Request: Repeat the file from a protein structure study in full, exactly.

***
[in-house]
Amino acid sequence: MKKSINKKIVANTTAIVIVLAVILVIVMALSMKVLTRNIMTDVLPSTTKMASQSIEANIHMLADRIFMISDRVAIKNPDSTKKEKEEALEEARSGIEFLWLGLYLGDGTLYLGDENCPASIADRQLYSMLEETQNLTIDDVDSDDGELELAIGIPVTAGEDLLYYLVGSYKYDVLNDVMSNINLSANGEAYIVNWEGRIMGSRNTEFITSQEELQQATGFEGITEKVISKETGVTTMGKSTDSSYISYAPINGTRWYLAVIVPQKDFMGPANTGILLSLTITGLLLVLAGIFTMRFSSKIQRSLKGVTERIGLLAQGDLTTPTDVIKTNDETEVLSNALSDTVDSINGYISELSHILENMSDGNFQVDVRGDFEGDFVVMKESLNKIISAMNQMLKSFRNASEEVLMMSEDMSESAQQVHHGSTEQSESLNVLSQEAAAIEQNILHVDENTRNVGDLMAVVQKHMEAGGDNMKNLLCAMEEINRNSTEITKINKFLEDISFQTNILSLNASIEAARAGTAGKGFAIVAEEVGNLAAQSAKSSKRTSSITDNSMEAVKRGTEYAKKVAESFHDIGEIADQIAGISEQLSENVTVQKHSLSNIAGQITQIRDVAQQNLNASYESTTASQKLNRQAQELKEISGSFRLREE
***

[in-house]
Amino acid sequence: MKKSINKKIVANTTAIVIVLAVILVIVMALSMKVLTRNIMTDVLPSTTKMASQSIEANIHMLADRIFMISDRVAIKNPDSTKKEKEEALEEARSGIEFLWLGLYLGDGTLYLGDENCPASIADRQLYSMLEETQNLTIDDVDSDDGELELAIGIPVTAGEDLLYYLVGSYKYDVLNDVMSNINLSANGEAYIVNWEGRIMGSRNTEFITSQEELQQATGFEGITEKVISKETGVTTMGKSTDSSYISYAPINGTRWYLAVIVPQKDFMGPANTGILLSLTITGLLLVLAGIFTMRFSSKIQRSLKGVTERIGLLAQGDLTTPTDVIKTNDETEVLSNALSDTVDSINGYISELSHILENMSDGNFQVDVRGDFEGDFVVMKESLNKIISAMNQMLKSFRNASEEVLMMSEDMSESAQQVHHGSTEQSESLNVLSQEAAAIEQNILHVDENTRNVGDLMAVVQKHMEAGGDNMKNLLCAMEEINRNSTEITKINKFLEDISFQTNILSLNASIEAARAGTAGKGFAIVAEEVGNLAAQSAKSSKRTSSITDNSMEAVKRGTEYAKKVAESFHDIGEIADQIAGISEQLSENVTVQKHSLSNIAGQITQIRDVAQQNLNASYESTTASQKLNRQAQELKEISGSFRLREE